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Young doctors in Lismore putting their skills to the test

VITAL SIGNS? Andrew Marshall and Rosie Hambury are doing a one-year placement in the area as part of their medical studies.
VITAL SIGNS? Andrew Marshall and Rosie Hambury are doing a one-year placement in the area as part of their medical studies. Mireille Merlet-Shaw

THE University Centre for Rural Health hopes some of the 35 medical students starting practical training in the Northern Rivers decide to return their growing expertise to the region.

As part of a program co-ordinated by the centre, the senior students from the universities of Wollongong and Western Sydney will spend a year in rotating supervised placements in Lismore and Murwillumbah.

The centre's director of education, Dr Michael Douglas, said practical study in regional areas offered diversity of experiences.

"These students, and others who will come throughout the year, choose the Northern Rivers because of the reputation of local health facilities and of the many skilled clinicians who generously share their knowledge and time for the benefit of the next generation of doctors," Dr Douglas said.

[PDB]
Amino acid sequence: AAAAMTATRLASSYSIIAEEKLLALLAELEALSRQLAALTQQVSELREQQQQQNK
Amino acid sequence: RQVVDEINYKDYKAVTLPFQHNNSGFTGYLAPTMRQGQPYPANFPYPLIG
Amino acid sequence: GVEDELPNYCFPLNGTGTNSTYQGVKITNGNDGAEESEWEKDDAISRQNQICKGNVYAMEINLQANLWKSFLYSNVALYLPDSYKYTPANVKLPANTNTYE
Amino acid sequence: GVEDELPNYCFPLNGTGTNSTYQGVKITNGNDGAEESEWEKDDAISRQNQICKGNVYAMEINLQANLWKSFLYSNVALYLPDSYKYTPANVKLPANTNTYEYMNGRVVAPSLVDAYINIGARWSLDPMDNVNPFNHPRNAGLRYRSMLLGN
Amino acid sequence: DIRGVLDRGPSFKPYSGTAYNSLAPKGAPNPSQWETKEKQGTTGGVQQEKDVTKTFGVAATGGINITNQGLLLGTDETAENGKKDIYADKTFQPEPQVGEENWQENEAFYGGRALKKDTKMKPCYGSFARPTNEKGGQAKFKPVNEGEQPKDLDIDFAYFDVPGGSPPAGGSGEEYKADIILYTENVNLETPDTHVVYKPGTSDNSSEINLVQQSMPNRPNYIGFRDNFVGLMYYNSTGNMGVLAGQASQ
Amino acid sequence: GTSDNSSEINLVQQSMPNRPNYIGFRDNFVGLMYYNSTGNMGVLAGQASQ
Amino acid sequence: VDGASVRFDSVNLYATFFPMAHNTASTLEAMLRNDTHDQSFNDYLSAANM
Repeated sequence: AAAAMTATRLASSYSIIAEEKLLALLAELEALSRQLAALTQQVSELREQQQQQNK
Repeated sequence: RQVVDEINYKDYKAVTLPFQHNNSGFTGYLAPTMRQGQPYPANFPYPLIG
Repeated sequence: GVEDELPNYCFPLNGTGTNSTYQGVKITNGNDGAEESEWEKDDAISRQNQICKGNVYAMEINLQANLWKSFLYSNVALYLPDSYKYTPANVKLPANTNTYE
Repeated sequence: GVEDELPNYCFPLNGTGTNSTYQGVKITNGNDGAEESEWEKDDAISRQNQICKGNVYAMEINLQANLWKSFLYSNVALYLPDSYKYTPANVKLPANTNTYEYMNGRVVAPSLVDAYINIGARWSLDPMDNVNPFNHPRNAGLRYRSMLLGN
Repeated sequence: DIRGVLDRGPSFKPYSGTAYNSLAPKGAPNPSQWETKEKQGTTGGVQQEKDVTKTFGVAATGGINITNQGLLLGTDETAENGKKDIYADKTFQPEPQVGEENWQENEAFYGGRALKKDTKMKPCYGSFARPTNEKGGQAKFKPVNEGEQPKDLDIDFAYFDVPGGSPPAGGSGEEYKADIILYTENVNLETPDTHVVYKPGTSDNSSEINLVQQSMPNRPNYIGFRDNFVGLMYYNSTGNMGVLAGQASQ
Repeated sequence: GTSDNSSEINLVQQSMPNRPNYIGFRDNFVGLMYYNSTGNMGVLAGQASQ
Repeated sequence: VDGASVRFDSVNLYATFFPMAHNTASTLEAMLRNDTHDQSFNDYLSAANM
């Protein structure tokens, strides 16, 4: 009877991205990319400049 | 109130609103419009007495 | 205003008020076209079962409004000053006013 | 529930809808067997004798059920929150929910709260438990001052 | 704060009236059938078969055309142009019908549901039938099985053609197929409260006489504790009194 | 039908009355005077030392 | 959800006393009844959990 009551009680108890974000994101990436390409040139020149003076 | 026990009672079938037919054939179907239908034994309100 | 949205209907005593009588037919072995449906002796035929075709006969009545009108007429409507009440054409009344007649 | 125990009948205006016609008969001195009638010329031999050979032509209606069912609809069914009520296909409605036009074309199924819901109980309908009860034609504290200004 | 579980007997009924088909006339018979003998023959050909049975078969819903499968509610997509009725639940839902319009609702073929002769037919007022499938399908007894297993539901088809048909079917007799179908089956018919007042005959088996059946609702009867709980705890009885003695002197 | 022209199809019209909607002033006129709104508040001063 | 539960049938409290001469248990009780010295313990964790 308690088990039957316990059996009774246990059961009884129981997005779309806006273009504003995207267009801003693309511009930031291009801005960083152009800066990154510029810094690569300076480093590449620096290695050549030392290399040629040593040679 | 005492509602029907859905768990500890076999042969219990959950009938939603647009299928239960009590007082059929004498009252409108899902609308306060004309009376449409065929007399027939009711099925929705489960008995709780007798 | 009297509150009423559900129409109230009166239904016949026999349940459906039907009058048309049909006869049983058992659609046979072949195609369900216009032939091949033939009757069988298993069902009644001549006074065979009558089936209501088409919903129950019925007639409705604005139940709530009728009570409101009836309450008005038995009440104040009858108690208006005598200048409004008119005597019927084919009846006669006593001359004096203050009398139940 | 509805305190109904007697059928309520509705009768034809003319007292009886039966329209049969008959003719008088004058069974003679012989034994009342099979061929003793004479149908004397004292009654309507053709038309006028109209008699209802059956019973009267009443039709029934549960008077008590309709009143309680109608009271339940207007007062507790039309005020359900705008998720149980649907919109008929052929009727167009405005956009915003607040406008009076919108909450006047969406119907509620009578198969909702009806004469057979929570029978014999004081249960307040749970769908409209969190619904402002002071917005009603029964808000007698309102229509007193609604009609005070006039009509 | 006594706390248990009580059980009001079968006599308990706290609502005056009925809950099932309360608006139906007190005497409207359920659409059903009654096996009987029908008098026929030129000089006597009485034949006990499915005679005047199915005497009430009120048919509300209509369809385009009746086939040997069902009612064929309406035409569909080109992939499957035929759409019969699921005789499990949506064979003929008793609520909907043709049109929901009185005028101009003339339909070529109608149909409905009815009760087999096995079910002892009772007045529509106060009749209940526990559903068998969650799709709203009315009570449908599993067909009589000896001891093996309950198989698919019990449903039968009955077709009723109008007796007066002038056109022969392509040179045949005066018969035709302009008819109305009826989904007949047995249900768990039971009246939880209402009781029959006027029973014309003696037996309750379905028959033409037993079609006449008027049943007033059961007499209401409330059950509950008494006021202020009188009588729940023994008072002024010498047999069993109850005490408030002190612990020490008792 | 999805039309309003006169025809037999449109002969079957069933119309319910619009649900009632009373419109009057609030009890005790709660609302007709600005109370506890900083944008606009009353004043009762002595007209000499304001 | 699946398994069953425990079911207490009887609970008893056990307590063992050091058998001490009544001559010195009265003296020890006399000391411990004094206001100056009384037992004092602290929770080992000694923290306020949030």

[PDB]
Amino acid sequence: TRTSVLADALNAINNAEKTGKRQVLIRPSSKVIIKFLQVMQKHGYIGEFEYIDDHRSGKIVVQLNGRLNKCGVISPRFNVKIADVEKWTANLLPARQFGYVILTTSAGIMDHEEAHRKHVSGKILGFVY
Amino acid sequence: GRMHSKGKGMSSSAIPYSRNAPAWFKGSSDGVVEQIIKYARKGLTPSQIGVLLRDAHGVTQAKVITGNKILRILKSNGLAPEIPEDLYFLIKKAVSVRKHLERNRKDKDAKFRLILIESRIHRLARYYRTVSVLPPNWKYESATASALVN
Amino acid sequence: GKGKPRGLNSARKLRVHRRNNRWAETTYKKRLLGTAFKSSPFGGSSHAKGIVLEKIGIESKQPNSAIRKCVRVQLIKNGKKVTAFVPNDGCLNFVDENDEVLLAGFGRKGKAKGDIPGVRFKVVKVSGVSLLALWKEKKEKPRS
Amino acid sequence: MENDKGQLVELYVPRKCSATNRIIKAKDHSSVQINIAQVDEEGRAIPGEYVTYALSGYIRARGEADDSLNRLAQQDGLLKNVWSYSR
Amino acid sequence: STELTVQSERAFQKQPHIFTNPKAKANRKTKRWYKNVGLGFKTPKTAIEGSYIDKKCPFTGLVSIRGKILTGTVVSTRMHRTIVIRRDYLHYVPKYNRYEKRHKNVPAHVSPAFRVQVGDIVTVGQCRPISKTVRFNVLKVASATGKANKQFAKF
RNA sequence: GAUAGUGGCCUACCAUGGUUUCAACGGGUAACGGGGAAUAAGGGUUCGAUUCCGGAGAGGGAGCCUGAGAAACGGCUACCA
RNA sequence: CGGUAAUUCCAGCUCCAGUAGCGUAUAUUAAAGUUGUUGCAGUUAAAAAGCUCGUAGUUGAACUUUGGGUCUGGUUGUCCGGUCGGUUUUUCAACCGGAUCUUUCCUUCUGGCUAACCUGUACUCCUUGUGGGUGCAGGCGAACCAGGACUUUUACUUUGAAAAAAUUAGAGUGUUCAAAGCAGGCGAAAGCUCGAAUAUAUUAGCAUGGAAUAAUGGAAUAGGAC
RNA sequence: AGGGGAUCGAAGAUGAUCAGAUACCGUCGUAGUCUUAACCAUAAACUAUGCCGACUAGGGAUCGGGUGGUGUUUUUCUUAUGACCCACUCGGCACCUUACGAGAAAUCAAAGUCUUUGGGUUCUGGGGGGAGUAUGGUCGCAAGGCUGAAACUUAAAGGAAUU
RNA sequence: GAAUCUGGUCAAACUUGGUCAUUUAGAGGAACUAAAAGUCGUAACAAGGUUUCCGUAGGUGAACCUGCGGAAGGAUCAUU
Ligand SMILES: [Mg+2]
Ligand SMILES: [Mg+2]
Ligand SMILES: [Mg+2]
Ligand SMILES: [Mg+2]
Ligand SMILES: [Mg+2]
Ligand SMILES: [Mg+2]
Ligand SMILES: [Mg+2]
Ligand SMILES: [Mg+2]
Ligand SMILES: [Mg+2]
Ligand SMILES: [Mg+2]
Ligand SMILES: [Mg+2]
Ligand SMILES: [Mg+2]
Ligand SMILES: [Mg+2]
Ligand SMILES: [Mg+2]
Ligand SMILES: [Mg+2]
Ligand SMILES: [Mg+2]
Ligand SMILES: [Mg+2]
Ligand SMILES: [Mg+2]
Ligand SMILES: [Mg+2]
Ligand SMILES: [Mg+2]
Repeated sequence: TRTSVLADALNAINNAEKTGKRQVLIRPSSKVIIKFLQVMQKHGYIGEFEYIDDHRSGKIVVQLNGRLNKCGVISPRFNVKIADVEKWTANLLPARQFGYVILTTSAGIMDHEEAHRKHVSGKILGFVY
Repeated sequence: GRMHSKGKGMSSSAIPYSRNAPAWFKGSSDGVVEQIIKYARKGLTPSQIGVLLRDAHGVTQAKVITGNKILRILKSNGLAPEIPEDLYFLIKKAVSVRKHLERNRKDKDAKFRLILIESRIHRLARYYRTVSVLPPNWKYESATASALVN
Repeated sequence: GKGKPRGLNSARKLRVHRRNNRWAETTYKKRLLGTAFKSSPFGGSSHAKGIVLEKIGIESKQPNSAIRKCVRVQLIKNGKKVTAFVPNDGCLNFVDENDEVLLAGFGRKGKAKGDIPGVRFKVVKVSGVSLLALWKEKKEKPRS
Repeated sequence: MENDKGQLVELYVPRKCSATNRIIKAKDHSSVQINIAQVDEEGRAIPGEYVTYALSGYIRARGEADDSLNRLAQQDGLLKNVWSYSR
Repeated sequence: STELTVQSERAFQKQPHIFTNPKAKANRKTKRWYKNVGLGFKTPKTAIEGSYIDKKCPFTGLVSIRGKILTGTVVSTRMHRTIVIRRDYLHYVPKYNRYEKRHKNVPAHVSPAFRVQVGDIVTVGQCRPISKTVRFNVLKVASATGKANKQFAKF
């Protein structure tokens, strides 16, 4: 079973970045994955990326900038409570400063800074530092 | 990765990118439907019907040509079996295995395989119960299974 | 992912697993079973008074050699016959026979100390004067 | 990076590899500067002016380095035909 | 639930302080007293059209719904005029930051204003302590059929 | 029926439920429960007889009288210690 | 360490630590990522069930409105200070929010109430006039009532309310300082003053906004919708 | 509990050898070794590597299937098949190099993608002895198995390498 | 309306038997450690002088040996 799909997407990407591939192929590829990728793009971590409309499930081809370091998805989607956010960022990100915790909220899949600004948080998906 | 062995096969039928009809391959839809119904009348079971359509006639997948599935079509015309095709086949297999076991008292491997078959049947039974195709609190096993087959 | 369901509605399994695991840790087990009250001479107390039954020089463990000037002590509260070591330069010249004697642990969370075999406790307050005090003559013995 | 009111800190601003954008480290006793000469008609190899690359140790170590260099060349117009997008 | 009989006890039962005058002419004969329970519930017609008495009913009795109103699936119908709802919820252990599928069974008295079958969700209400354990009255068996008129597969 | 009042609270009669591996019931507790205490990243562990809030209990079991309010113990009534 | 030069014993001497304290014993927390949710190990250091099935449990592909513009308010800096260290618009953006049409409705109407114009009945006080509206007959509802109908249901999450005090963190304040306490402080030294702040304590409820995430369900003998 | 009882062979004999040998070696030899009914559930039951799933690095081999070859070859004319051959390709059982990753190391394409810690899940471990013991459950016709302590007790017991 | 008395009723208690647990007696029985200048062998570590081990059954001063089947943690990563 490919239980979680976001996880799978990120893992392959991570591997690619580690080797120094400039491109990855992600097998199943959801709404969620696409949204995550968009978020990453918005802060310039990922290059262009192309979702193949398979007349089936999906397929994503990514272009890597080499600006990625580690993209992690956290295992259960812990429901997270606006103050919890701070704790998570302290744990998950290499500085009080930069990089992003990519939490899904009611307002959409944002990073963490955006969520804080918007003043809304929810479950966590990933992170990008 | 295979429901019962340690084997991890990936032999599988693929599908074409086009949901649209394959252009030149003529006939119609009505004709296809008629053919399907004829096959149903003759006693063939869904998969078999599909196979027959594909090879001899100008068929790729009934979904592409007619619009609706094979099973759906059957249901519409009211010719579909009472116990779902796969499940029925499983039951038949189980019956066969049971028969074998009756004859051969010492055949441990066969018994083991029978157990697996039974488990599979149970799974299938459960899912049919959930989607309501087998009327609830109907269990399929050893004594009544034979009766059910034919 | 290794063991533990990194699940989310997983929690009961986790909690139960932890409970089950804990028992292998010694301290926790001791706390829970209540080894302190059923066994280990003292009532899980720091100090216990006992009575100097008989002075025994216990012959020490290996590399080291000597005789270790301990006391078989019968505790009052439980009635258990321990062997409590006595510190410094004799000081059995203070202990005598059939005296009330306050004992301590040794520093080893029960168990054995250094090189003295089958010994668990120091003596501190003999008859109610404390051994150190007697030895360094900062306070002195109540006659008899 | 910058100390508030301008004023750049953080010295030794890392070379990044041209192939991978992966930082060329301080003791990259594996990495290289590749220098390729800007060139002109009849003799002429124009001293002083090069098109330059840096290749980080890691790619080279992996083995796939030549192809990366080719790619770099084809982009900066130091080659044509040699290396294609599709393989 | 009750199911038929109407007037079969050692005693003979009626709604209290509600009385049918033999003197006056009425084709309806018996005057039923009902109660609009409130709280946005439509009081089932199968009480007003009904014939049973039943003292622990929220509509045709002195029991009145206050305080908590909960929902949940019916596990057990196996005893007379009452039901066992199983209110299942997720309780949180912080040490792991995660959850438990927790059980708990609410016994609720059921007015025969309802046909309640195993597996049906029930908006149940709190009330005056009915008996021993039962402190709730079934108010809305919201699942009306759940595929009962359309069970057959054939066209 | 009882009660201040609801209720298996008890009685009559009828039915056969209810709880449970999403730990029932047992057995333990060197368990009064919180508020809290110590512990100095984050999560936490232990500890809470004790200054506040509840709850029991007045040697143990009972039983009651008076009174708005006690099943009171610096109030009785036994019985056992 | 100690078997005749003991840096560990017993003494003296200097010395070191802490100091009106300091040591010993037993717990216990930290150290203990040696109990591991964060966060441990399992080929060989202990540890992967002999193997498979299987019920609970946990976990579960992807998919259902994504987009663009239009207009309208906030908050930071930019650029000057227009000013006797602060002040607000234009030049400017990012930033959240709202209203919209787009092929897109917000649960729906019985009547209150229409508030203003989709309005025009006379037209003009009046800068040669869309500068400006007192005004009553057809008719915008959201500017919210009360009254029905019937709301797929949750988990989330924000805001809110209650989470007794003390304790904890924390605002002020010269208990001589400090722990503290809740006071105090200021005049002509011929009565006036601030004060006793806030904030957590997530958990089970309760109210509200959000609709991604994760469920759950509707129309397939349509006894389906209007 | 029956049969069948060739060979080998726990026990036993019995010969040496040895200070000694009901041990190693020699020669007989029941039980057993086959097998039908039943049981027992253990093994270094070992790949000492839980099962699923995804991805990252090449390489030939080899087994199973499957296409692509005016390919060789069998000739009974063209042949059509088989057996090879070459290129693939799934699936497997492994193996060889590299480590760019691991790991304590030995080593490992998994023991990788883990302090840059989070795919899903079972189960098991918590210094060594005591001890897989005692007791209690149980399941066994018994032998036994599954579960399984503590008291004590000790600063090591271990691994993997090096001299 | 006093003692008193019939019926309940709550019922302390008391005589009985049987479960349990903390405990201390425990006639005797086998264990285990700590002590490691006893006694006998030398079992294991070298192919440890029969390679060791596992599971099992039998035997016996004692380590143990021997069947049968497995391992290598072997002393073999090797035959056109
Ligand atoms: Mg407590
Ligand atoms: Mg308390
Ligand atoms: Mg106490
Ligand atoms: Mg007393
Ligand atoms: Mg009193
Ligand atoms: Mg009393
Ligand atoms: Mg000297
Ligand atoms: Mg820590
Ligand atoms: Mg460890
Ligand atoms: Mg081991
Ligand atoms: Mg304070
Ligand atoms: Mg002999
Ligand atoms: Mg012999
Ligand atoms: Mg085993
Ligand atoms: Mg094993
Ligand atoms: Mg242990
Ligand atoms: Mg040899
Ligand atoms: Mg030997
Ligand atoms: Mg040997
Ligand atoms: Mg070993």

"Students who do their placement in a regional/rural area are more likely to settle and work in the bush after they graduate.

"So we're helping them to hone their skills as well as making an investment in the regional healthcare capacity of the Northern Rivers and Australia."

Wollongong students Rosie Hambury and Andrew Marshall had only been in town a few days and weeks respectively and were anticipating the challenges.

Mr Marshall said he was looking forward to working side by side with experienced doctors by way of "parallel consulting".

"Basically, we'll have a room of our own in the GP surgery, we'll see patients before the doctor comes in and then we'll present the case and we're told what we've done right and what we've done wrong," he said.

Ms Hambury said doctors in rural areas seem to become more integrated and connected with patients.

"I think you're more part of the community, whereas in the city you're more lost in the crowd," Ms Hambury said.

Topics:  university centre for rural health north coast




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